How Pfizer CEO Bourla's evening call brought Biohaven back into the M&A fold

Pfizer is in the process of buying migraine drug developer Biohaven Pharmaceuticals, upgrading their existing Nurtec ODT licensing agreement to a full-on acquisition. Starting with an April call from Pfizer CEO Albert Bourla, Ph.D., to Biohaven chief exec Vlad Coric, the two companies quickly came to terms on the buyout, a new Securities and Exchange Commission filing shows.

Biohaven and Pfizer originally made contact around 2018 and 2019, the proxy filing shows (PDF). Back then, the New Haven-based company received interest from four multinational biopharma companies, including Pfizer, for a potential full acquisition or a CGRP-focused collaboration.

Given the interest in the CGRP portfolio, Biohaven’s board started considering a spinoff of the non-CGRP pipeline and authorized management to launch a company reorg. But after “continued discussions” with potential partners, Biohaven abandoned that plan and decided to first “demonstrate the value of the CGRP franchise by generating product sales.”

That was before Biohaven won its first FDA go-ahead for oral CGRP inhibitor Nurtec for acute migraine treatment in early 2020. Any serious deal talks with those four large firms had lapsed by the end of 2019, the company said.

Then in late November 2021, Pfizer and Biohaven linked up on a commercialization deal around Nurtec ODT and fellow CGRP candidate zavegepant outside the U.S. Together with that deal, Pfizer also made a $350 million investment in Biohaven and acquired about 3% of the latter’s shares.

For the buyout, the turning point came on the evening of April 11, when Pfizer CEO Albert Bourla rang up Biohaven chief Coric. Bourla offered interest in something that Biohaven had wanted—but ditched—years ago: a potential acquisition of Biohaven and a spinoff of the non-CGRP assets.

Right after the call, Pfizer sent over a non-binding offer, proposing to buy out Biohaven for $157 per share and to hive off the non-CGRP programs with cash funding from Pfizer.

Biohaven turned down Pfizer’s first proposal, leading the New York pharma to sweeten its offer to $159 per share on April 18. In the following days, Pfizer conducted its due diligence covering corporate structure, tax, commercial operations, legal and regulatory matters, among other topics.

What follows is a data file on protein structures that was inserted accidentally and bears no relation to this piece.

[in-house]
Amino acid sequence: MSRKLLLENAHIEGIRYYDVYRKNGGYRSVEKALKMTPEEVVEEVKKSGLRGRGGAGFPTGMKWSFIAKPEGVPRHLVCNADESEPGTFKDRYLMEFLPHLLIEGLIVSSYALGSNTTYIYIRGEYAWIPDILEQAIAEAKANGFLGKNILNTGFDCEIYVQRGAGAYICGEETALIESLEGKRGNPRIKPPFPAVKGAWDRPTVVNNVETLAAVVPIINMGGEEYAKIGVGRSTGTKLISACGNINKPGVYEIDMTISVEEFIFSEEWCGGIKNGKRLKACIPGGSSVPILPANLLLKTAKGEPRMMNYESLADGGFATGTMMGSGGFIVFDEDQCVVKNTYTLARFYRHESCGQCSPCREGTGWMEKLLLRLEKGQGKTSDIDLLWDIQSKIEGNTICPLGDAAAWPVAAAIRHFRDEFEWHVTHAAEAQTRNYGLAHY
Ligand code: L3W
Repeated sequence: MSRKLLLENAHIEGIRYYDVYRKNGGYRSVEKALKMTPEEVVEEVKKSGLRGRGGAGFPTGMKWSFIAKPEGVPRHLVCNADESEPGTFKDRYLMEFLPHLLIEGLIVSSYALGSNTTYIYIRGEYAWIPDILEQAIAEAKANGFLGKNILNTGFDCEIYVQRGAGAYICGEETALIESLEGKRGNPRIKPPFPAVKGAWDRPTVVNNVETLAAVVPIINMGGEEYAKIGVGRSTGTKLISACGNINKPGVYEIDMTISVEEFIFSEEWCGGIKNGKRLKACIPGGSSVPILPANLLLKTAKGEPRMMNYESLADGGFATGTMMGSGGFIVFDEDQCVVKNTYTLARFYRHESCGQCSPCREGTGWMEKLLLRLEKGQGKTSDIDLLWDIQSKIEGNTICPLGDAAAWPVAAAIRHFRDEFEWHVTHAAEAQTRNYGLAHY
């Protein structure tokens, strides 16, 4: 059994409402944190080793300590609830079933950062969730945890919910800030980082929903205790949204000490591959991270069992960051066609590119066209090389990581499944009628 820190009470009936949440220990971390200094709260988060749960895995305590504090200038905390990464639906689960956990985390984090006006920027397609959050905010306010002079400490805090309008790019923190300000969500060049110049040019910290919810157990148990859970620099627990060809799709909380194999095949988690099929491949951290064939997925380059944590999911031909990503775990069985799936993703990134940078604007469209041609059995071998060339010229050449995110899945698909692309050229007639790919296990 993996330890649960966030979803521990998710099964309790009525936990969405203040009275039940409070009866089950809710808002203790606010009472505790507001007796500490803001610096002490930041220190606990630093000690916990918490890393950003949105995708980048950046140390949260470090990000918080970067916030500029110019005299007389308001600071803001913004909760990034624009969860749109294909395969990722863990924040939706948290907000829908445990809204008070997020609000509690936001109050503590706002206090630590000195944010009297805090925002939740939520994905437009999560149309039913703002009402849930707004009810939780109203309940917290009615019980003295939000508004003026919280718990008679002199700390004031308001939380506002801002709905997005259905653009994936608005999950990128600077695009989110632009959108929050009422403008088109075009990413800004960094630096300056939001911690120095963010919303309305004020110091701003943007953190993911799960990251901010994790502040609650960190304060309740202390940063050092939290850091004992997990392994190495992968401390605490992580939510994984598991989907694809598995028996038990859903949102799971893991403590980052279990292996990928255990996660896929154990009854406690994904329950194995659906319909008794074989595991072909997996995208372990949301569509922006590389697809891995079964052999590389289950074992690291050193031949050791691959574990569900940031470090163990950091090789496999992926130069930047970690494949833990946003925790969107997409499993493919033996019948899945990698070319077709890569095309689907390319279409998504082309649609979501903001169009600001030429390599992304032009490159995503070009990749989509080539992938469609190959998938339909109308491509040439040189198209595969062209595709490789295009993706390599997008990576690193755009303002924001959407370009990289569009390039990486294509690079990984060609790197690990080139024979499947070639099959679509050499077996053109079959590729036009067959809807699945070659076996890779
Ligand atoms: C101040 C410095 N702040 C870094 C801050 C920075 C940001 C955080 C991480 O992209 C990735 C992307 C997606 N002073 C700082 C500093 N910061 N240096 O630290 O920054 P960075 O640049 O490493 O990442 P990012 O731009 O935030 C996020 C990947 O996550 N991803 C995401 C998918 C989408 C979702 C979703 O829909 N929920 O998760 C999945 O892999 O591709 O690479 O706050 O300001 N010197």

Simultaneously, Biohaven was in talks about in-licensing “certain assets” from another multinational biopharma company, a conversation that had started early 2022. The executive team assured the board that it would be able to push that collaboration ahead if the Pfizer takeover fell through.

Cracks showed in the Pfizer deal in late April after AbbVie reported lackluster first-quarter sales of its own oral CGRP products, which pointed to bigger-than-expected pricing pressure on the migraine drug class. Biohaven’s stock plunged, and its internal calculations suggested Nurtec was also likely to miss Wall Street sales estimates for the three-month period.

Pfizer didn’t back away. But the Big Pharma company noticed that its buyout offer based on publicly available information would need an update to reflect additional diluted shares and net debt.

On May 4, Pfizer revised its bid to $150.33 per Biohaven share. Biohaven rejected that proposal again, despite it valuing the company higher.

Two days later, Pfizer went back with a $152-per-share offer. The actual cash payable to shareholders would be lower because of the deal structure.

Then, after agreeing that Pfizer would pay $275 million for the non-CGRP franchise, the two companies came to a per-share price of $148.50 for Biohaven investors. Those were among the final terms they announced on May 10.

Nurtec’s $123.6 million sales in the first quarter did mark a step down from fourth-quarter 2021 despite sequential growth in scripts. But Biohaven said the decline reflected a typical seasonal fluctuation related to patient deductibles, and that the gross-to-net pricing situation could stabilize later.

Meanwhile, Biohaven’s application for zavegepant as an acute migraine therapy was accepted by the FDA in late May. If approved, it would be the first CGRP inhibitor offered in an intranasal formulation.